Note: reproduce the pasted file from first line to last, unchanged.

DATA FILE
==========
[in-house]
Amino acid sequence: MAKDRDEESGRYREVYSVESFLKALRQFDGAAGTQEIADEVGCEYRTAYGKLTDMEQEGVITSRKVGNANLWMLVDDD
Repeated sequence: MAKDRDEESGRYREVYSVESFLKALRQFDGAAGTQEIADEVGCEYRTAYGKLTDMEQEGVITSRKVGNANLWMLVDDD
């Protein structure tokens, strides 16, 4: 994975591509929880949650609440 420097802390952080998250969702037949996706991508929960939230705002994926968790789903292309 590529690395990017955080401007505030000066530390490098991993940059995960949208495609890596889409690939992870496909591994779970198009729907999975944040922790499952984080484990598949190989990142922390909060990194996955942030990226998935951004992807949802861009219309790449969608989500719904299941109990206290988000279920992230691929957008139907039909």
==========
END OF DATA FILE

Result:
[in-house]
Amino acid sequence: MAKDRDEESGRYREVYSVESFLKALRQFDGAAGTQEIADEVGCEYRTAYGKLTDMEQEGVITSRKVGNANLWMLVDDD
Repeated sequence: MAKDRDEESGRYREVYSVESFLKALRQFDGAAGTQEIADEVGCEYRTAYGKLTDMEQEGVITSRKVGNANLWMLVDDD
């Protein structure tokens, strides 16, 4: 994975591509929880949650609440 420097802390952080998250969702037949996706991508929960939230705002994926968790789903292309 590529690395990017955080401007505030000066530390490098991993940059995960949208495609890596889409690939992870496909591994779970198009729907999975944040922790499952984080484990598949190989990142922390909060990194996955942030990226998935951004992807949802861009219309790449969608989500719904299941109990206290988000279920992230691929957008139907039909």